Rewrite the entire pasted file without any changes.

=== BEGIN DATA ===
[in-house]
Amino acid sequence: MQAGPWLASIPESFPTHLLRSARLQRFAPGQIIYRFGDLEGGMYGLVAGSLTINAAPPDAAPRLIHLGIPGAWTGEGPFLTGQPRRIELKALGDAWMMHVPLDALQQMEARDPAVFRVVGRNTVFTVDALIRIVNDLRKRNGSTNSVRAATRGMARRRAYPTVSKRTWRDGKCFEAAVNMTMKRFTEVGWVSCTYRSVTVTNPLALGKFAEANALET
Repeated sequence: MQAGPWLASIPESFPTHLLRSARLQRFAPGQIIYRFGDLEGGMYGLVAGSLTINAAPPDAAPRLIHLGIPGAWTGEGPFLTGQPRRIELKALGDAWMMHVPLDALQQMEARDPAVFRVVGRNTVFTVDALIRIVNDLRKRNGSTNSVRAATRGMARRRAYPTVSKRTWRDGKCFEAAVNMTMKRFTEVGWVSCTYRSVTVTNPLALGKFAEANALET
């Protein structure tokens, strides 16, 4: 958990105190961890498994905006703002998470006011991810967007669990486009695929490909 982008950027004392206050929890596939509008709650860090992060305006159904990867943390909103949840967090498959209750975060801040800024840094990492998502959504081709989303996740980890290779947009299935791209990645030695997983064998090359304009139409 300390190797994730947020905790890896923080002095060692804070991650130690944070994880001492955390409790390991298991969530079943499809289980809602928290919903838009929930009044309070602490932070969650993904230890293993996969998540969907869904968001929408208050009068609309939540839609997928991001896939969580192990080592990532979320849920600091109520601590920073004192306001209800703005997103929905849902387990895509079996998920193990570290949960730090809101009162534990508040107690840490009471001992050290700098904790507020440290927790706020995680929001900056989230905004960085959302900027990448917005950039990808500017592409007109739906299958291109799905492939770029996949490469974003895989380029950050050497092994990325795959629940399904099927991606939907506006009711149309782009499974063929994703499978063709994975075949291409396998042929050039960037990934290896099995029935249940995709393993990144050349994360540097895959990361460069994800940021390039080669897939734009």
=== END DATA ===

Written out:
[in-house]
Amino acid sequence: MQAGPWLASIPESFPTHLLRSARLQRFAPGQIIYRFGDLEGGMYGLVAGSLTINAAPPDAAPRLIHLGIPGAWTGEGPFLTGQPRRIELKALGDAWMMHVPLDALQQMEARDPAVFRVVGRNTVFTVDALIRIVNDLRKRNGSTNSVRAATRGMARRRAYPTVSKRTWRDGKCFEAAVNMTMKRFTEVGWVSCTYRSVTVTNPLALGKFAEANALET
Repeated sequence: MQAGPWLASIPESFPTHLLRSARLQRFAPGQIIYRFGDLEGGMYGLVAGSLTINAAPPDAAPRLIHLGIPGAWTGEGPFLTGQPRRIELKALGDAWMMHVPLDALQQMEARDPAVFRVVGRNTVFTVDALIRIVNDLRKRNGSTNSVRAATRGMARRRAYPTVSKRTWRDGKCFEAAVNMTMKRFTEVGWVSCTYRSVTVTNPLALGKFAEANALET
């Protein structure tokens, strides 16, 4: 958990105190961890498994905006703002998470006011991810967007669990486009695929490909 982008950027004392206050929890596939509008709650860090992060305006159904990867943390909103949840967090498959209750975060801040800024840094990492998502959504081709989303996740980890290779947009299935791209990645030695997983064998090359304009139409 300390190797994730947020905790890896923080002095060692804070991650130690944070994880001492955390409790390991298991969530079943499809289980809602928290919903838009929930009044309070602490932070969650993904230890293993996969998540969907869904968001929408208050009068609309939540839609997928991001896939969580192990080592990532979320849920600091109520601590920073004192306001209800703005997103929905849902387990895509079996998920193990570290949960730090809101009162534990508040107690840490009471001992050290700098904790507020440290927790706020995680929001900056989230905004960085959302900027990448917005950039990808500017592409007109739906299958291109799905492939770029996949490469974003895989380029950050050497092994990325795959629940399904099927991606939907506006009711149309782009499974063929994703499978063709994975075949291409396998042929050039960037990934290896099995029935249940995709393993990144050349994360540097895959990361460069994800940021390039080669897939734009």